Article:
In a museum devoted to a legendary 20th-century American superstore, two signs might be the most important.
On a 1950s directory from the old Leonards Department Store downtown, family historian Marty Leonard pointed out the tiny lettering giving the old locations for different rest rooms — “Ladies,” “Men’s” and “Colored.”
But the very next exhibit is “Desegregation”: how by February 1960, Leonards became Dallas’ or Fort Worth’s first major retailer to take all signs down, welcoming everyone to dine and use public facilities side-by-side.
“Some people say I ought to take that line down from the store directory, but that was our history,” said Leonard, 82, daughter of store co-founder Marvin Leonard and host of the store’s centennial celebration Saturday at the museum, 200 Carroll St.
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“Daddy realized we ought to do what was right. And that became our history.”
In a city still uneasy over a long list of racial inequities — and asking whether the “Fort Worth way” of quiet desegregation is way too slow — Leonards’ desegregation is a benchmark.
To the northern U.S., February 1960 was late for equality. But in Texas, it was comparatively early.
In a working-class Fort Worth where defense workers and packinghouse butchers of all colors worked side-by-side, brothers Marvin and Obie Leonard had long welcomed African-American shoppers, families and employees. The store, covering seven city blocks at 200 Houston St., extended credit to all and cashed anyone’s payroll check.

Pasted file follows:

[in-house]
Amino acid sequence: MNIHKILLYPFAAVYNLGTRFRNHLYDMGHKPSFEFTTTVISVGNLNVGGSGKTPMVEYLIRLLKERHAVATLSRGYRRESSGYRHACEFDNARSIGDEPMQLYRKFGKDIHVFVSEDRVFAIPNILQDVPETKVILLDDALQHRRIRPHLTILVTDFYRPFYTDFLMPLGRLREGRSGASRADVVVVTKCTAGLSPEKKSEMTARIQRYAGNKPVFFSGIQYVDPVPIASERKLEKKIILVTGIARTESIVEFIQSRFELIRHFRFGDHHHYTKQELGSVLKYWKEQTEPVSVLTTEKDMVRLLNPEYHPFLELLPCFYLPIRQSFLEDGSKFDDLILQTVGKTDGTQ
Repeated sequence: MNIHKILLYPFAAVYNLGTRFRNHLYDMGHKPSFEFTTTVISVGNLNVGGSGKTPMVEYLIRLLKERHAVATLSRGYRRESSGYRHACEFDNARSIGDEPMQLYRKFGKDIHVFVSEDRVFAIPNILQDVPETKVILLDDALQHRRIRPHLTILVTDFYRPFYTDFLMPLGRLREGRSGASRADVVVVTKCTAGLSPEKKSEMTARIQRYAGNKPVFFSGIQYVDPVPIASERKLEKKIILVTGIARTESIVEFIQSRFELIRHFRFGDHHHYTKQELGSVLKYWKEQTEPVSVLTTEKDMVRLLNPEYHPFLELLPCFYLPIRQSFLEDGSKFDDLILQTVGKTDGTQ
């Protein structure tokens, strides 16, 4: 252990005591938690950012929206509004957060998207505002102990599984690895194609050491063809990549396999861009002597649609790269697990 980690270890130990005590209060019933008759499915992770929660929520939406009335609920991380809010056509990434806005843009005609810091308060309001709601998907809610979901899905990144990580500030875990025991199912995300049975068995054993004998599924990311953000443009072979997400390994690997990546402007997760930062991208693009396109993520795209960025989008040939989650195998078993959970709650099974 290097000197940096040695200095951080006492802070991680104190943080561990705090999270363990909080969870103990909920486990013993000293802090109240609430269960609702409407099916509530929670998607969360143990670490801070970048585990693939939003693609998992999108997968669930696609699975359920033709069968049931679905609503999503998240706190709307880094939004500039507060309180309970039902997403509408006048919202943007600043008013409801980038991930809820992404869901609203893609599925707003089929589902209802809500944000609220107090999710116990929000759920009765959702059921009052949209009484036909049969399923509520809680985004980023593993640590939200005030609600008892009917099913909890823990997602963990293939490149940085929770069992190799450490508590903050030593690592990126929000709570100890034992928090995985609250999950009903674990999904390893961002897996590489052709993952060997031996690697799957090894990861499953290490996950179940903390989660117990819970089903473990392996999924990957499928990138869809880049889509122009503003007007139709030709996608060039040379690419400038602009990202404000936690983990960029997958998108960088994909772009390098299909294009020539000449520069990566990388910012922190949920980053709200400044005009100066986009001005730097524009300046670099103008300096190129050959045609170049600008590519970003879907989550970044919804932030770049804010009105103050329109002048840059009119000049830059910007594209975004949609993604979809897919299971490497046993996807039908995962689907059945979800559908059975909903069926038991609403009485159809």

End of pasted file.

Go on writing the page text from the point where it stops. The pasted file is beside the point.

(That’s according to historian Walter L. Buenger’s 1998 book “Texas Merchant: Marvin Leonard and Fort Worth,” and Richard F. Selcer’s 2015 book “A History of Fort Worth in Black & White.”)
In the late 1950s, Stripling’s Department Store across Houston Street fired an African-American pastor’s wife when they moved into a white neighborhood. Its Pink Rooster restaurant was completely whites-only.
But Leonards was already starting to dismantle segregation.
The museum exhibit describes Leonards’ “practical and moral approach.”
There was no announcement.
The rules gradually went away. Then the signs came down.
In a 2002 report on Fort Worth’s racial past, the Star-Telegram quoted the late Jenkins Garrett, the department store’s lawyer:
“I talked to Mr. Marvin and said, ‘You know, the law is pretty clear. Sooner or later, you’re going to have to take the signs down. And it’s the right thing to do. So why not do it now, ahead of time?”
Garrett said Leonard told him, “Let’s go ahead.”
The way the story goes, at one point demonstrators phoned reporters to announce a cafeteria counter sit-in.
Lois “Steve” Drennan, the cafeteria manager, quietly poured them coffee.
Other downtown retailers desegregated by the time President John F. Kennedy visited in 1963. In Dallas, it took longer.
The Leonards Museum exhibit adds a bold claim:
“Because of Marvin’s quiet leadership, Fort Worth moved toward desegregation more peacefully and more quickly than any other city in the South.”
That was the original Fort Worth way.